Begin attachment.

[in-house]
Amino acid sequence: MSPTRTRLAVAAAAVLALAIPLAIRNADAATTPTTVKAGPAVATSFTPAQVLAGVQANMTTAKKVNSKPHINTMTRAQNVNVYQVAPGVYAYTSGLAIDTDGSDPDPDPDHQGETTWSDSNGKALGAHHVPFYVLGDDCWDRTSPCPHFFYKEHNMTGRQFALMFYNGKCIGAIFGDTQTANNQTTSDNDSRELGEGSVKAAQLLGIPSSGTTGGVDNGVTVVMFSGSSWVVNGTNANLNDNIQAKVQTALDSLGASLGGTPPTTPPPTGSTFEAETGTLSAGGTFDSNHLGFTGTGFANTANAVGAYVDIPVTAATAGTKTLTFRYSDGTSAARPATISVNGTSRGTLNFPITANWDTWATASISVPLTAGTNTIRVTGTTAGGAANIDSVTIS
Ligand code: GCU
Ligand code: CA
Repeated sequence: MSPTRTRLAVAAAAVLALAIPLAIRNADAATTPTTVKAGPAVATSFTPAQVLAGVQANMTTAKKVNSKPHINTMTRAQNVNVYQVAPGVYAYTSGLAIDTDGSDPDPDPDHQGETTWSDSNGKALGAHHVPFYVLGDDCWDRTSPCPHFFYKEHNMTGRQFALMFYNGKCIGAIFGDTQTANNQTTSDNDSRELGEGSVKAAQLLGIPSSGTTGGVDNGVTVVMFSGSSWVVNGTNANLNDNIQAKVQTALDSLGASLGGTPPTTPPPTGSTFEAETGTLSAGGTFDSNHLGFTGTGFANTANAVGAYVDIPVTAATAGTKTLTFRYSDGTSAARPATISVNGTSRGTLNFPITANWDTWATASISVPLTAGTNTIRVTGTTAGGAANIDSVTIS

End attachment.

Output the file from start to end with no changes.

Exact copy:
[in-house]
Amino acid sequence: MSPTRTRLAVAAAAVLALAIPLAIRNADAATTPTTVKAGPAVATSFTPAQVLAGVQANMTTAKKVNSKPHINTMTRAQNVNVYQVAPGVYAYTSGLAIDTDGSDPDPDPDHQGETTWSDSNGKALGAHHVPFYVLGDDCWDRTSPCPHFFYKEHNMTGRQFALMFYNGKCIGAIFGDTQTANNQTTSDNDSRELGEGSVKAAQLLGIPSSGTTGGVDNGVTVVMFSGSSWVVNGTNANLNDNIQAKVQTALDSLGASLGGTPPTTPPPTGSTFEAETGTLSAGGTFDSNHLGFTGTGFANTANAVGAYVDIPVTAATAGTKTLTFRYSDGTSAARPATISVNGTSRGTLNFPITANWDTWATASISVPLTAGTNTIRVTGTTAGGAANIDSVTIS
Ligand code: GCU
Ligand code: CA
Repeated sequence: MSPTRTRLAVAAAAVLALAIPLAIRNADAATTPTTVKAGPAVATSFTPAQVLAGVQANMTTAKKVNSKPHINTMTRAQNVNVYQVAPGVYAYTSGLAIDTDGSDPDPDPDHQGETTWSDSNGKALGAHHVPFYVLGDDCWDRTSPCPHFFYKEHNMTGRQFALMFYNGKCIGAIFGDTQTANNQTTSDNDSRELGEGSVKAAQLLGIPSSGTTGGVDNGVTVVMFSGSSWVVNGTNANLNDNIQAKVQTALDSLGASLGGTPPTTPPPTGSTFEAETGTLSAGGTFDSNHLGFTGTGFANTANAVGAYVDIPVTAATAGTKTLTFRYSDGTSAARPATISVNGTSRGTLNFPITANWDTWATASISVPLTAGTNTIRVTGTTAGGAANIDSVTIS